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'Look what A-bomb did to me,' says VJ vet
8:00pm Wednesday 14th August 2013 in News
A FORMER navy mechanic who believes his cancer was caused by radiation exposure in the Second World War had demanded recognition from the Government.
Lewis Philbrick, 86, escorted scientists into Nagasaki, Japan after Allies had dropped a nuclear bomb.
He immediately started suffering bleeding gums, loose teeth and lip sores, and was diagnosed with cancer in 1984.
He has had seven operations, including having part of his jaw and skull removed.
Now, on the eve of VJ Day, he wants recognition from the Ministry of Defence - who have snubbed requests for a meeting for five years.
Mr Philbrick, who lives off Straight Road, Colchester, said: “I can’t forget because every time I look in the mirror, it is there.
“My greatest worry is ‘when is it coming back’?”
He has requested face-to-face talks with MoD bosses after years communicating by letter.
He does not want compensation, but wants recognition his service has led to years of suffering.
Mr Philbrick said: “All I can ask for is one-to-one talks, which gives me the chance to respond immediately to whatever it is the MoD representative comes back with.”
The Allies dropped a bomb in Nagasaki on August 9, 1945.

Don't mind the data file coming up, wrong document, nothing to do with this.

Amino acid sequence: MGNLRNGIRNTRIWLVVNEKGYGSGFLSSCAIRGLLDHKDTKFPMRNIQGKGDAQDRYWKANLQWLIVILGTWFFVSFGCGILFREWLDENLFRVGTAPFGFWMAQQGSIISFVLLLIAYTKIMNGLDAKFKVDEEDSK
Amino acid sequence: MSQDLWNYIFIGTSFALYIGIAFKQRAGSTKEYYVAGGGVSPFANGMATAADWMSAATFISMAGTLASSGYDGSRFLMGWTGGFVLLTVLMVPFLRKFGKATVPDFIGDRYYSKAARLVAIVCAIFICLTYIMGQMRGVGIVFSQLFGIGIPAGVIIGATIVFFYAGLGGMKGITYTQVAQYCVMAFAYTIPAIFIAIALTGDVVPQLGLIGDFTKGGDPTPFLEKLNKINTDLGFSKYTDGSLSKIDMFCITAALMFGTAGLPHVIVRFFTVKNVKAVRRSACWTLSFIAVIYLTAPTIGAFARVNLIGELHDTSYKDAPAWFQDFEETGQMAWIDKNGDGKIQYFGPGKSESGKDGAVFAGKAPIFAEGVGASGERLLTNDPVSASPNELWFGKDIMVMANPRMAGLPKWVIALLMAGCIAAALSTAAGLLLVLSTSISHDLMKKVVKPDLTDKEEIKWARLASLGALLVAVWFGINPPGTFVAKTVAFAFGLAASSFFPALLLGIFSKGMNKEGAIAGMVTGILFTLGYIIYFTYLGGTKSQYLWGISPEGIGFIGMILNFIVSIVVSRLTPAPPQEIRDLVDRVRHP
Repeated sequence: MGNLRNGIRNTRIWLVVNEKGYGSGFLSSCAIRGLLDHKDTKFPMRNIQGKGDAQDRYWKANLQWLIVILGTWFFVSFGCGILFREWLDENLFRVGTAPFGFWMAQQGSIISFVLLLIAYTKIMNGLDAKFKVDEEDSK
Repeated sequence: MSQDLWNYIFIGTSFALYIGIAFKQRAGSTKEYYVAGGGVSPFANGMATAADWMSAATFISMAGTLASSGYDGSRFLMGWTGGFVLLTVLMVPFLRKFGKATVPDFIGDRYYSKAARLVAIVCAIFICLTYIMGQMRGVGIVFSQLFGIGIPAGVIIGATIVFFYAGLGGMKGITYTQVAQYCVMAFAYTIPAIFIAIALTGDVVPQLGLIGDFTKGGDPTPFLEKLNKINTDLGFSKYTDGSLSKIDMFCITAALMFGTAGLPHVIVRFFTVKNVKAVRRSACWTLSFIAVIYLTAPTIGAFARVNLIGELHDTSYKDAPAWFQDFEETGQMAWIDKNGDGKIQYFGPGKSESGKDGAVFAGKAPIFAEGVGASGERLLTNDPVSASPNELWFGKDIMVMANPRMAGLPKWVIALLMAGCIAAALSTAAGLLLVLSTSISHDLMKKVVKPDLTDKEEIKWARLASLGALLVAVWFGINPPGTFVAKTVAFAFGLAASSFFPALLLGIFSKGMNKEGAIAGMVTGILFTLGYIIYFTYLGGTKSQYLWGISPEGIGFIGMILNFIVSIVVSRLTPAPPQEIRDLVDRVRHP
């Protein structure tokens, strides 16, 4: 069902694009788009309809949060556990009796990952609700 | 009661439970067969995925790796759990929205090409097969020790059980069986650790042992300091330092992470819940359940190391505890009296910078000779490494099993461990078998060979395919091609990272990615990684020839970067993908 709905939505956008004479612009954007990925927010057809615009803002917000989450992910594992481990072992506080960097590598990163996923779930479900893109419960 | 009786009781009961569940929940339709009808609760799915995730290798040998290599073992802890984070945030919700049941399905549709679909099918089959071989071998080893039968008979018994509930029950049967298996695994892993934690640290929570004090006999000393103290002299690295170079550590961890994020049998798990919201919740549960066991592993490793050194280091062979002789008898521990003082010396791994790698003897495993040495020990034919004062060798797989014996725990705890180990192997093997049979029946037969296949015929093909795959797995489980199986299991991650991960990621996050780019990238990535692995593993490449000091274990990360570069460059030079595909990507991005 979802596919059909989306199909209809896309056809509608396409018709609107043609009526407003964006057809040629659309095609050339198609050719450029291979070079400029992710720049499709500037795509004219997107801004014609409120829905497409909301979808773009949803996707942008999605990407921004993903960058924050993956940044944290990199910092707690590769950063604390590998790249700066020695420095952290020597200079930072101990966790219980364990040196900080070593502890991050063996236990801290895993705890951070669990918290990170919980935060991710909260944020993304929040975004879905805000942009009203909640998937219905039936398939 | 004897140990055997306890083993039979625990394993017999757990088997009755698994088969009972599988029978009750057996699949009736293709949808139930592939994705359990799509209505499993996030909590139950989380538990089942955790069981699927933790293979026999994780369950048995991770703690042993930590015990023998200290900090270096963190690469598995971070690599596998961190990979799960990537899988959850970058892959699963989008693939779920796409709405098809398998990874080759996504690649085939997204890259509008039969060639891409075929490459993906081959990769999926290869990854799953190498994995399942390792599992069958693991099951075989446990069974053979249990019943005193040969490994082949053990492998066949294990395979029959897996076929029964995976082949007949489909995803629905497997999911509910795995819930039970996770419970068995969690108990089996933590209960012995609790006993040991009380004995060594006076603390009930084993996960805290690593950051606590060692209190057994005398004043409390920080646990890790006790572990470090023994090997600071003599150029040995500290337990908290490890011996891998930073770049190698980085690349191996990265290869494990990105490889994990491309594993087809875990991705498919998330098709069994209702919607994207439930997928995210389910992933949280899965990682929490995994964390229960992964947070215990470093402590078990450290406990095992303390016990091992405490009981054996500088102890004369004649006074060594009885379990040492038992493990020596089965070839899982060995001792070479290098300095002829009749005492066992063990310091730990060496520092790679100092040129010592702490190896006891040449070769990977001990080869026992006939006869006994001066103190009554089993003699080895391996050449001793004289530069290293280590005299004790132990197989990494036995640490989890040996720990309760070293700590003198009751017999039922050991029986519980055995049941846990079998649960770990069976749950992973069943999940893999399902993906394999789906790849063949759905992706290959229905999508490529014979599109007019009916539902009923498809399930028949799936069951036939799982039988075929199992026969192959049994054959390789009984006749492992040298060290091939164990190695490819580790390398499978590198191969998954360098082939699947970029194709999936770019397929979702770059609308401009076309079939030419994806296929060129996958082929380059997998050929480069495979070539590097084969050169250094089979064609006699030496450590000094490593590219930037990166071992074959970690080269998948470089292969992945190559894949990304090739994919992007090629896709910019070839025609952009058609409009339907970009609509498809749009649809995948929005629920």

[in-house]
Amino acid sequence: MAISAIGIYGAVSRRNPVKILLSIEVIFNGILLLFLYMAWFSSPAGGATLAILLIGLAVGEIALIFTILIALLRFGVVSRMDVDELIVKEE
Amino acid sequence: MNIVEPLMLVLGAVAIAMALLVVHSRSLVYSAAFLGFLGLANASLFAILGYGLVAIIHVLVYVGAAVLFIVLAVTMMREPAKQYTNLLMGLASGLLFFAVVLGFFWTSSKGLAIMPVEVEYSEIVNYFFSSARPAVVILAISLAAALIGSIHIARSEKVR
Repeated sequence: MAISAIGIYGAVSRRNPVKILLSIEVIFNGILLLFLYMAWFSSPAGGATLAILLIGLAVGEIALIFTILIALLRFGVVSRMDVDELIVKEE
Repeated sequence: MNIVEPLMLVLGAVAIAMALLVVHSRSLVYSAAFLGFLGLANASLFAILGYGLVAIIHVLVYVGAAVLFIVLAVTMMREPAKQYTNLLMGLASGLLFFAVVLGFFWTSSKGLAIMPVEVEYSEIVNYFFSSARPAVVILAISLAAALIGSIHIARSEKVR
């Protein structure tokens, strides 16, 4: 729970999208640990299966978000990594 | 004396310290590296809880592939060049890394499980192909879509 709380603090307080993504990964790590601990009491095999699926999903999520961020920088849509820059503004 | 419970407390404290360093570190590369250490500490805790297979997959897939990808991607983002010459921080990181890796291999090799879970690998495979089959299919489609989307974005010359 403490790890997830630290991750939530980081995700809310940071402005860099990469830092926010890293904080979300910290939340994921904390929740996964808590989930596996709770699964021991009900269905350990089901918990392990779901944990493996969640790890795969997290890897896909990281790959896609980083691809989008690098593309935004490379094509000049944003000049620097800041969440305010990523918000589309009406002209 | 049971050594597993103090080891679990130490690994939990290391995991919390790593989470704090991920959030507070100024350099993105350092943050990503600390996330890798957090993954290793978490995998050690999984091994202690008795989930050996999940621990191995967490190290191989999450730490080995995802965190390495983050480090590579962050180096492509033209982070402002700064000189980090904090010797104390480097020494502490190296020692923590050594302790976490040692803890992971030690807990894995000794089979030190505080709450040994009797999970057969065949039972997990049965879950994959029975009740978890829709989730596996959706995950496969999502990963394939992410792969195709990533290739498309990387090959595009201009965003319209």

Mr Philbrick escorted scientists to the area a month later.
He lost his cousin Gerald during the war in the Pacific and was one of the first people to witness the aftermath of the bomb, including finding Japanese prisoner of war camps.
Naval doctors diagnosed Mr Philbrick with gingivitis and later pleurisy.
Mr Philbrick said: “When I went to the doctor at the time they didn’t take a great deal of notice because a lot of people were coming forward with symptoms and they were being put down to heat exhaustion.”
He got home in 1946 and spent six months in Colchester Military Hospital before spells in the Red Cross Auxiliary Hospital and the Royal Naval Hospital.
Mr Philibrick, who played inside-left for Colchester United from 1946 to 1952, diagnosed with a type of skin cancer in his jaw and neck in 1984.
An MoD spokeswoman said: “War disablement pensions are payable in respect of illness or injury as a result of service in HM Armed Forces before 6 April 2005.
“All decisions follow careful consideration of all the service and medical evidence available and carry full rights of appeal to an independent tribunal.”
Mr Philbrick has claimed for a War Disablement Pension, but his application was rejected after the MoD decided his medical condition was not related to his service in the Navy.
She added: “We remain in correspondence with Mr Philbrick and his MP about his case.”
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